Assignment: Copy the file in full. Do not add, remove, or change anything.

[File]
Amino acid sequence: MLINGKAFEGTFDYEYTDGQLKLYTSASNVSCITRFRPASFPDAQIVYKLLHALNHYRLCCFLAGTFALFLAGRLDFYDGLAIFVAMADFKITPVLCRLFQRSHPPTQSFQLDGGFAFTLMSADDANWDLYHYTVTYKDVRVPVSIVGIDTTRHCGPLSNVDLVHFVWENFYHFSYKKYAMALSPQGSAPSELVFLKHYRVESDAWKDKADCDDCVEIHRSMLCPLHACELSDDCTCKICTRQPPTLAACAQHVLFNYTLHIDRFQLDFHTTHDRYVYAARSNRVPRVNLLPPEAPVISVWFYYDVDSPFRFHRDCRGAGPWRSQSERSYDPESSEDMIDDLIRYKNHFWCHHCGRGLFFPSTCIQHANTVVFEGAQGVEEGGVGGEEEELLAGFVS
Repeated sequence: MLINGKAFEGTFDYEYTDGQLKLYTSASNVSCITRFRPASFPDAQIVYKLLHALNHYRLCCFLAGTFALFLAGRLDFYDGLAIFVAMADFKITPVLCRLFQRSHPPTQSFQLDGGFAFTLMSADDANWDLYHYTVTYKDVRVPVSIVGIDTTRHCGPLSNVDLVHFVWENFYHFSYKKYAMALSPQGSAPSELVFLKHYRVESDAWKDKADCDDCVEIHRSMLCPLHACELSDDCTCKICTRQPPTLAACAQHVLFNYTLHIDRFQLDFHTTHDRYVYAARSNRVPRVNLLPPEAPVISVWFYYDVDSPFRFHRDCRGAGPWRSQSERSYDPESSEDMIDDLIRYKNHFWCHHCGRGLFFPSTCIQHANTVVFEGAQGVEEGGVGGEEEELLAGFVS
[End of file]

Amino acid sequence: MLINGKAFEGTFDYEYTDGQLKLYTSASNVSCITRFRPASFPDAQIVYKLLHALNHYRLCCFLAGTFALFLAGRLDFYDGLAIFVAMADFKITPVLCRLFQRSHPPTQSFQLDGGFAFTLMSADDANWDLYHYTVTYKDVRVPVSIVGIDTTRHCGPLSNVDLVHFVWENFYHFSYKKYAMALSPQGSAPSELVFLKHYRVESDAWKDKADCDDCVEIHRSMLCPLHACELSDDCTCKICTRQPPTLAACAQHVLFNYTLHIDRFQLDFHTTHDRYVYAARSNRVPRVNLLPPEAPVISVWFYYDVDSPFRFHRDCRGAGPWRSQSERSYDPESSEDMIDDLIRYKNHFWCHHCGRGLFFPSTCIQHANTVVFEGAQGVEEGGVGGEEEELLAGFVS
Repeated sequence: MLINGKAFEGTFDYEYTDGQLKLYTSASNVSCITRFRPASFPDAQIVYKLLHALNHYRLCCFLAGTFALFLAGRLDFYDGLAIFVAMADFKITPVLCRLFQRSHPPTQSFQLDGGFAFTLMSADDANWDLYHYTVTYKDVRVPVSIVGIDTTRHCGPLSNVDLVHFVWENFYHFSYKKYAMALSPQGSAPSELVFLKHYRVESDAWKDKADCDDCVEIHRSMLCPLHACELSDDCTCKICTRQPPTLAACAQHVLFNYTLHIDRFQLDFHTTHDRYVYAARSNRVPRVNLLPPEAPVISVWFYYDVDSPFRFHRDCRGAGPWRSQSERSYDPESSEDMIDDLIRYKNHFWCHHCGRGLFFPSTCIQHANTVVFEGAQGVEEGGVGGEEEELLAGFVS